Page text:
For most of the human history of Australia, sea levels were much lower than they are today, and there was extra dry land where people lived.
Archaeologists could only speculate about how people used those now-submerged lands, and whether any traces remain today.
But in a study published today in PLOS ONE, we report the first submerged ancient Aboriginal archaeological sites found on the seabed, in waters off Western Australia.
The great flood
When people first arrived in Australia as early as 65,000 years ago, sea levels were around 80m lower than today.
Sea levels fluctuated but continued to fall as the global climate cooled. As the world plunged into the last ice age, which peaked around 20,000 years ago, sea levels dropped to 130m lower than they are now.
Read more: Australia's coastal living is at risk from sea level rise, but it's happened before
Between 18,000 and 8,000 years ago the world warmed up. Melting ice sheets caused sea levels to rise. Tasmania was cut off from the mainland around 11,000 years ago. New Guinea separated from Australia around 8,000 years ago.
The sea-level rise flooded 2.12 million square kilometres of land on the continental shelf surrounding Australia. Thousands of generations of people would have lived out their lives on these landscapes now under water.
Landscapes under water
For the past four years a team of archaeologists, rock art specialists, geomorphologists, geologists, specialist pilots and scientific divers on the Australian Research Council-funded Deep History of Sea Country Project have collaborated with the Murujuga Aboriginal Corporation to find and record submerged archaeological sites off the Pilbara coast in WA.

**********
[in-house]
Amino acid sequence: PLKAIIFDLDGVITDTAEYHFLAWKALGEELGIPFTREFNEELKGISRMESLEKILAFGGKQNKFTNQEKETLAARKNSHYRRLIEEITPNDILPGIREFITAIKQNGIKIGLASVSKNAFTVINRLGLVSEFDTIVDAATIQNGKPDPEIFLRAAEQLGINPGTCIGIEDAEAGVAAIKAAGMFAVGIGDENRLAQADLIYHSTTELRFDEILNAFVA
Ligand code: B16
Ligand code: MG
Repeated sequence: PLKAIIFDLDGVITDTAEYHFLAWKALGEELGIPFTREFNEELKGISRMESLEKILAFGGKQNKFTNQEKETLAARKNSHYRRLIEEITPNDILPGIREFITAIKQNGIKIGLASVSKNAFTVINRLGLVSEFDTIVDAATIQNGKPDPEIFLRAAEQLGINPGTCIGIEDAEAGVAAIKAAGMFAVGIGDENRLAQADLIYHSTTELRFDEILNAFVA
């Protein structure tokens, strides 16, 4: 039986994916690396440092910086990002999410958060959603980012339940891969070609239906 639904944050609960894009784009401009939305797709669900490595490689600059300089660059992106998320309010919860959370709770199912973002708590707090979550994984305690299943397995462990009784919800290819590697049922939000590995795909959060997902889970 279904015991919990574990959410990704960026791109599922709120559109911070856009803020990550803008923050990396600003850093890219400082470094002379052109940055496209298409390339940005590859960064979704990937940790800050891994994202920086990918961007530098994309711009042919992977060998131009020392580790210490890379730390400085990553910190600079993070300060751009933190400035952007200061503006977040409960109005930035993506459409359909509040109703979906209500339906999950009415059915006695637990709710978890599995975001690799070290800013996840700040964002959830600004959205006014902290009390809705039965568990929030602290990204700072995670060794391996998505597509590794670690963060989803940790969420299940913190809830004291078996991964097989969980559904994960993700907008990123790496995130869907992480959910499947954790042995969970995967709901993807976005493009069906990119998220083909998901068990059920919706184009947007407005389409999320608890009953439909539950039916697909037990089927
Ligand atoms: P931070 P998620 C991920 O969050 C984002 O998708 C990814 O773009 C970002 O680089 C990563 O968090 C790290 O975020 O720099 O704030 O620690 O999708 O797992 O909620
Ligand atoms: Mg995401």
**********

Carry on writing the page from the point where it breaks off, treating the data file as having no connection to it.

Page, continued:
We studied navigation charts, geological maps and archaeological sites located on the land to narrow down prospective areas before surveying the seabed using laser scanners mounted on small planes and high-resolution sonar towed behind boats.
In the final phase of the research, our team of scientific divers carried out underwater archaeological surveys to physically examine, record and sample the seabed.
We discovered two underwater archaeological sites in the Dampier Archipelago.
The first, at Cape Bruguieres, comprises hundreds of stone artefacts - including mullers and grinding stones - on the seabed at depths down to 2.4m.
At the second site, in Flying Foam Passage, we discovered traces of human activity associated with a submerged freshwater spring, 14m below sea level, including at least one confirmed stone cutting tool made out of locally sourced material.
Environmental data and radiocarbon dates show these sites must have been older than 7,000 years when they were submerged by rising seas.
Our study shows archaeological sites exist on the seabed in Australia with items belonging to ancient peoples undisturbed for thousands of years.
Read more: Explainer: why the rock art of Murujuga deserves World Heritage status
In Murujuga (also known as the Burrup Peninsula) this adds substantially to the evidence we already have of human activity and rock art production in this important National Heritage Listed place.
Underwater archaeology matters